Tomorrow is the last day of the first week of NaNo, so let’s make it count!
Full of productivity in almost every way, Day 2 has concluded with another 4K added to the count, bringing me up to a hair over 11K and well ahead of my goal. I was restless to write more, but obligations elsewhere snapped at my heels all day!
One of the reasons I’m writing considerably fewer words this year has to do with my fitness intentions. Last year, I sacrificed my workout time entirely, spending, on average, eight hours a day hunched over my laptop on my bed (plus the eight hours I spent everyday at work staring at a screen). The back cramps, muscle weakness, and lack of discipline born from this practice became intolerable and led indirectly to a couple of exercise injuries for which I had to seek professional medical attention.
This year, I promised myself I wouldn’t damage my body in the same way. It’s new for me: not fighting early morning lassitude to scribble a few thousand words before work, getting home and not slamming out as many words as possible in the remaining hours of the day. My competitive spirit is hyped up and frustrated, but the rest of me is pretty content.
In what ways do you look after yourself during the rush that is NaNo? Do you couple the challenge with other personal goals, like losing weight, regulating a workout schedule, or being more productive in other fields?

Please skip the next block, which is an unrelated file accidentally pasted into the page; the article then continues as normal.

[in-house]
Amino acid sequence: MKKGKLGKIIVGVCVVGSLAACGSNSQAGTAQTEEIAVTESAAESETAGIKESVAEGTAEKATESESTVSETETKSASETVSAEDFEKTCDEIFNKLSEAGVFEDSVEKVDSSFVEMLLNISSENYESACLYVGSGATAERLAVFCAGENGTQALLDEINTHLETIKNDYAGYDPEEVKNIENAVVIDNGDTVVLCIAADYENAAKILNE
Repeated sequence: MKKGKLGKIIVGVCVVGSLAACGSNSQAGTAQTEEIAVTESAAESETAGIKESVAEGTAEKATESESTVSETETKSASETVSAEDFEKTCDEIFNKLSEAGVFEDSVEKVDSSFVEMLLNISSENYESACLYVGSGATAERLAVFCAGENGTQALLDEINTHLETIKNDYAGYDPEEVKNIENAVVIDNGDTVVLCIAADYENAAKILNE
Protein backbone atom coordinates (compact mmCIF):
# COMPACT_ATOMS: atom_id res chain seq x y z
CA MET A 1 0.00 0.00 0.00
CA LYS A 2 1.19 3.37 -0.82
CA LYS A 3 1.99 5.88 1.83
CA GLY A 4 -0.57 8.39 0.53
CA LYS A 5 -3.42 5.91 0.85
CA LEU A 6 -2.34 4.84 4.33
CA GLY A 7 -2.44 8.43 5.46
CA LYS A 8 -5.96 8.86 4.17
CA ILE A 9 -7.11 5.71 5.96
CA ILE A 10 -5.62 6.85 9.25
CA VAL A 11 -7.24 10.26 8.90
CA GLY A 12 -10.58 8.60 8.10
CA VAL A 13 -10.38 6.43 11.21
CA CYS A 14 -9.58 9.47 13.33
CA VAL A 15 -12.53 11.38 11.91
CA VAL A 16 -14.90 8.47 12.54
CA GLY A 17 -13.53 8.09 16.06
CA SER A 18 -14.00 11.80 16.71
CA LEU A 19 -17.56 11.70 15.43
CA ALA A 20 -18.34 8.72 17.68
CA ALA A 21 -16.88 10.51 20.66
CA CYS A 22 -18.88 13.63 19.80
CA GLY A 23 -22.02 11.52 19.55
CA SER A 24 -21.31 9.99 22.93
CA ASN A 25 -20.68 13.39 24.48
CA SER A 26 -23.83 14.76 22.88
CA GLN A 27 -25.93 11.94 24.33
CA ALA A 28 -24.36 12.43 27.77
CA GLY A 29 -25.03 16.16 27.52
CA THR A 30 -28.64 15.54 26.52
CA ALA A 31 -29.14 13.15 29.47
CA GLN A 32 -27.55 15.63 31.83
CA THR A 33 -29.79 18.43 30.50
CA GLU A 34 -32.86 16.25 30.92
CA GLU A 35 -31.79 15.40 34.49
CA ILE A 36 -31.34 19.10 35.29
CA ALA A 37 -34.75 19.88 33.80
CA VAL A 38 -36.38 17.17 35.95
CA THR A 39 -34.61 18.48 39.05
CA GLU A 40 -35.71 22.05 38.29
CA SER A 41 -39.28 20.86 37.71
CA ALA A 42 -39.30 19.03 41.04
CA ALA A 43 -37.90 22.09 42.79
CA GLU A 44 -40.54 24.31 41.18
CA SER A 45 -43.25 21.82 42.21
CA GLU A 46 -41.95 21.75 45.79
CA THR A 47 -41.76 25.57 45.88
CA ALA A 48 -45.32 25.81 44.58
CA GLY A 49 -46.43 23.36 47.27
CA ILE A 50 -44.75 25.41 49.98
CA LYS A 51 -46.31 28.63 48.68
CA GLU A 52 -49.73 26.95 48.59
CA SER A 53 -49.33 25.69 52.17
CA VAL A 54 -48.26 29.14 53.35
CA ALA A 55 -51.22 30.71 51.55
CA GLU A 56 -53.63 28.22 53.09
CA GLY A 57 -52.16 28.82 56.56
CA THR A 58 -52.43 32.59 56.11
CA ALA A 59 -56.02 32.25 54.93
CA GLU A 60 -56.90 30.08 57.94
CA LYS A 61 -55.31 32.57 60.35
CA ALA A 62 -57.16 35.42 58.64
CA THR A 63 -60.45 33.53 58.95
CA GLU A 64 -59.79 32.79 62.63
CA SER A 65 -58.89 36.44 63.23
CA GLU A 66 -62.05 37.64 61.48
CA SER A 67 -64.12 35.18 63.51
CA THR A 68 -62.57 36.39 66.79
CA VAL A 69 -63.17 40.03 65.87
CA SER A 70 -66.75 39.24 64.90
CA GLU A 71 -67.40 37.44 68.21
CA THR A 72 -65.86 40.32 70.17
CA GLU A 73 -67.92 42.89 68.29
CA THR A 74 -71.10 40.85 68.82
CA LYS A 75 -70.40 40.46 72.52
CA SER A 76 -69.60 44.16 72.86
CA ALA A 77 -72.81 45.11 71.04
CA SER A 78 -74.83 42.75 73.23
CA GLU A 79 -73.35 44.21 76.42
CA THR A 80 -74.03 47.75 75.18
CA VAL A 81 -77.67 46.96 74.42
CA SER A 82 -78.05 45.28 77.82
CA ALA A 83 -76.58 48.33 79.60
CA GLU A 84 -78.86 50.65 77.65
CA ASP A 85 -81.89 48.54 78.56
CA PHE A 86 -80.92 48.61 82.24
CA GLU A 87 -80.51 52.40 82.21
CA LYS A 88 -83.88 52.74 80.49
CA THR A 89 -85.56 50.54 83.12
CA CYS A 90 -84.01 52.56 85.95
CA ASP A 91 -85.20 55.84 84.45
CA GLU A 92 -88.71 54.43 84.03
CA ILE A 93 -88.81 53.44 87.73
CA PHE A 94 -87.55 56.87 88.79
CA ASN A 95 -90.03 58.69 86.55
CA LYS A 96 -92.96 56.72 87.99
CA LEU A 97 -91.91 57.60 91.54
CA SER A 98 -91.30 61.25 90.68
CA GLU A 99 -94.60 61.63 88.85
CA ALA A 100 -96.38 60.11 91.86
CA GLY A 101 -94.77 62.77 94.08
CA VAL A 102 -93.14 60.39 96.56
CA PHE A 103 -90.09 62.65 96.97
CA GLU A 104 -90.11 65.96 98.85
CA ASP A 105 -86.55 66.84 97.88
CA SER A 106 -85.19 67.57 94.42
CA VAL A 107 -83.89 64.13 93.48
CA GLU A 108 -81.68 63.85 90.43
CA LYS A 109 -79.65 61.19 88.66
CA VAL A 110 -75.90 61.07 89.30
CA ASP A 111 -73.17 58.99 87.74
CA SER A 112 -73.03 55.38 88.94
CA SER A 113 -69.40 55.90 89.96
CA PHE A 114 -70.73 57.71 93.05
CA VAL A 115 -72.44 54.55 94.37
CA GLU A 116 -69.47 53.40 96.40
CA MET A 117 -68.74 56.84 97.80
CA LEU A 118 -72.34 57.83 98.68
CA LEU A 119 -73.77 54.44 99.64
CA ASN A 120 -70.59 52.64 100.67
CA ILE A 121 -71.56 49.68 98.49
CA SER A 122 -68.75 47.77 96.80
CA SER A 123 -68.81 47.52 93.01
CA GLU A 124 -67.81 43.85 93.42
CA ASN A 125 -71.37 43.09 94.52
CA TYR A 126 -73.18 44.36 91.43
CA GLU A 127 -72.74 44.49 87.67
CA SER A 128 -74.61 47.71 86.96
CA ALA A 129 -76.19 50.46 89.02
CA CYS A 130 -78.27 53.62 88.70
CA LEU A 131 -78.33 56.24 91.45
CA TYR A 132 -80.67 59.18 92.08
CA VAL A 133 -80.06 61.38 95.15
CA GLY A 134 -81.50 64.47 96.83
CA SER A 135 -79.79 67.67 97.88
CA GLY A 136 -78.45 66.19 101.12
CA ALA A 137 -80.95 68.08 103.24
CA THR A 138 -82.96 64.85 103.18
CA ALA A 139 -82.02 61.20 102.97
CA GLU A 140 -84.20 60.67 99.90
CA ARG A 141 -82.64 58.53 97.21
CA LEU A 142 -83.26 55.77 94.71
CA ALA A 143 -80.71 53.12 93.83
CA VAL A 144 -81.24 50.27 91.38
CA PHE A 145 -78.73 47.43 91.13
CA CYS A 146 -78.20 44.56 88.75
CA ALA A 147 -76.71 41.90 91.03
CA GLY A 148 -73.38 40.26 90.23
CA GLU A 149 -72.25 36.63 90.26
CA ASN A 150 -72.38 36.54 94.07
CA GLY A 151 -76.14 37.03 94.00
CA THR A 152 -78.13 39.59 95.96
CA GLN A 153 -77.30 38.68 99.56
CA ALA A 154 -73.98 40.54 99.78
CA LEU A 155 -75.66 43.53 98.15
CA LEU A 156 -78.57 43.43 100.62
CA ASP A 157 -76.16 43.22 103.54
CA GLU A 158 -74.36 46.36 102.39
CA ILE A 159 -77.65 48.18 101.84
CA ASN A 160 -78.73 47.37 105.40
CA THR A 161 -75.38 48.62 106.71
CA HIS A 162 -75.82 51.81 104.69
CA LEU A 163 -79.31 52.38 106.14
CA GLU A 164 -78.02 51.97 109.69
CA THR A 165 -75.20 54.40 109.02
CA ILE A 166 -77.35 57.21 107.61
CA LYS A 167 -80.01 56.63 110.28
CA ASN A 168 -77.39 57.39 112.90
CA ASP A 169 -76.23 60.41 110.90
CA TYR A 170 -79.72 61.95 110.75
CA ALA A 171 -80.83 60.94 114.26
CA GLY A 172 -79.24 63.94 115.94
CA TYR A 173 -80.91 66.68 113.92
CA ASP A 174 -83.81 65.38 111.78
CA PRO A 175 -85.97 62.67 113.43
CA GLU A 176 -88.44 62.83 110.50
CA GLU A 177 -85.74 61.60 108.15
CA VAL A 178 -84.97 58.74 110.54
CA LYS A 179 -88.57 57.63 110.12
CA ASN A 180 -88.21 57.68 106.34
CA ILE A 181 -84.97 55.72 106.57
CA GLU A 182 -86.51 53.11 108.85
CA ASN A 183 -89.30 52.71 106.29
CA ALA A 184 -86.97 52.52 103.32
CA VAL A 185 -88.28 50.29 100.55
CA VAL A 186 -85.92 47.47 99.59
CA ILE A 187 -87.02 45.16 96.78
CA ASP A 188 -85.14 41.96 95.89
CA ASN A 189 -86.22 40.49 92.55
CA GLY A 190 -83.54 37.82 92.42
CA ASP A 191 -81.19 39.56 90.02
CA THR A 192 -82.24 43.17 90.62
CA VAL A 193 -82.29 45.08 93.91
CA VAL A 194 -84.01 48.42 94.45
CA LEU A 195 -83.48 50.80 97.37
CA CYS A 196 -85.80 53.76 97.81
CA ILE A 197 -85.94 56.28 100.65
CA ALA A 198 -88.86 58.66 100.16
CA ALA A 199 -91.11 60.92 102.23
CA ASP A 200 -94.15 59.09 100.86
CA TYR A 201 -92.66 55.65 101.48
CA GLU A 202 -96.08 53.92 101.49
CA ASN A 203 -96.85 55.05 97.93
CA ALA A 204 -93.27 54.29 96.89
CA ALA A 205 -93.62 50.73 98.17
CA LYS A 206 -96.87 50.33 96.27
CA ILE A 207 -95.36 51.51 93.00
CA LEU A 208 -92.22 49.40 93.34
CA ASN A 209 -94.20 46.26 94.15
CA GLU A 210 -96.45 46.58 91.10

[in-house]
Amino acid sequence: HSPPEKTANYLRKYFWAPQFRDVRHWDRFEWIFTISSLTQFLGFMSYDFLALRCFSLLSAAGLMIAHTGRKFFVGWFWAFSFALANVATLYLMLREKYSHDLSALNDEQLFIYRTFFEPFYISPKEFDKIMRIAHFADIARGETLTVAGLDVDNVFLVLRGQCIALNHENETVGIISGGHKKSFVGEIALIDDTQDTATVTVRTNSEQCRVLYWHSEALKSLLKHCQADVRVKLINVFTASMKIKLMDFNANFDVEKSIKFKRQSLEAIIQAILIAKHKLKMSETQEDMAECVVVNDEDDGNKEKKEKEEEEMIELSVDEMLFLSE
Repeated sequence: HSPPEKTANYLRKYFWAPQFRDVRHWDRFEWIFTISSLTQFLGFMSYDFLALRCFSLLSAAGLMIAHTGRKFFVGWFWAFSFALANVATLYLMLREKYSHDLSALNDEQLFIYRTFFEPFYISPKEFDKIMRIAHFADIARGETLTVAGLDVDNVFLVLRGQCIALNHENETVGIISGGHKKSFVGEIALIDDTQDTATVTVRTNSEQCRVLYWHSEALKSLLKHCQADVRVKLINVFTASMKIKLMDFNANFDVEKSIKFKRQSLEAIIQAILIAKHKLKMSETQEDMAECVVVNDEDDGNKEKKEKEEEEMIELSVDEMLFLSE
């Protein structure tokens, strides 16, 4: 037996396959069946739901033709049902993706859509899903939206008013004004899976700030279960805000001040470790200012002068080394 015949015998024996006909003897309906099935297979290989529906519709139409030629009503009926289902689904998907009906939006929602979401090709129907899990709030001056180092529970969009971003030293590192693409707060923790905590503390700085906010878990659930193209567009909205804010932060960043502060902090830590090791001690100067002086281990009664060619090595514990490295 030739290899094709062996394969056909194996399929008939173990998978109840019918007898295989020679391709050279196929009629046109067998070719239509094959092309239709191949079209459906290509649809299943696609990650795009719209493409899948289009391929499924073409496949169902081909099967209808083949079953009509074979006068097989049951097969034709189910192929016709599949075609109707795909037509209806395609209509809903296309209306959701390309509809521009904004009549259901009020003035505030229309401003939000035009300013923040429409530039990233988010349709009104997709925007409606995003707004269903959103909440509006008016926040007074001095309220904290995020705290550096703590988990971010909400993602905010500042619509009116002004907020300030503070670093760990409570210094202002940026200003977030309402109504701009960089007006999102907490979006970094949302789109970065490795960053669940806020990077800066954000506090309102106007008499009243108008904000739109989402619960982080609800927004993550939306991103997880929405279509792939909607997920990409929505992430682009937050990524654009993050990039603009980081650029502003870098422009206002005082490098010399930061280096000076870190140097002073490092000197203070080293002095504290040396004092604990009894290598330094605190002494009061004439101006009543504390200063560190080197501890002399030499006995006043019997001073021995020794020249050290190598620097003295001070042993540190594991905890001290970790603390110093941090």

[WARNING: Satire] The presidential hopefuls vied to outdo each other in a vicious game of courtesy.
In what has become the most loose-lipped campaign cycle since Calvin Coolidge’s presidential run in 1924, Republican candidate Donald Trump and Democrat candidate Hillary Clinton countered each other with commendations yesterday at a last-minute meeting for a fourth presidential debate. Continue reading
I’d like to say that I firmly believe in sticking to one genre, or a few similar subgenres, and perfecting my artistry in them alone, paying close attention to the sub-subgenres that come into play in most plots (i.e. romance, mystery, etc.). I’d like to say that I’m working on a “formula,” if you will, that sees the consistently successful completion of a series of books in one or two genres, such as urban fantasy and YA political fantasy.
In the same strain of wishful thinking, for the record I would like to be able to say that I’m already a bestseller and have revolutionized the writing industry. Continue reading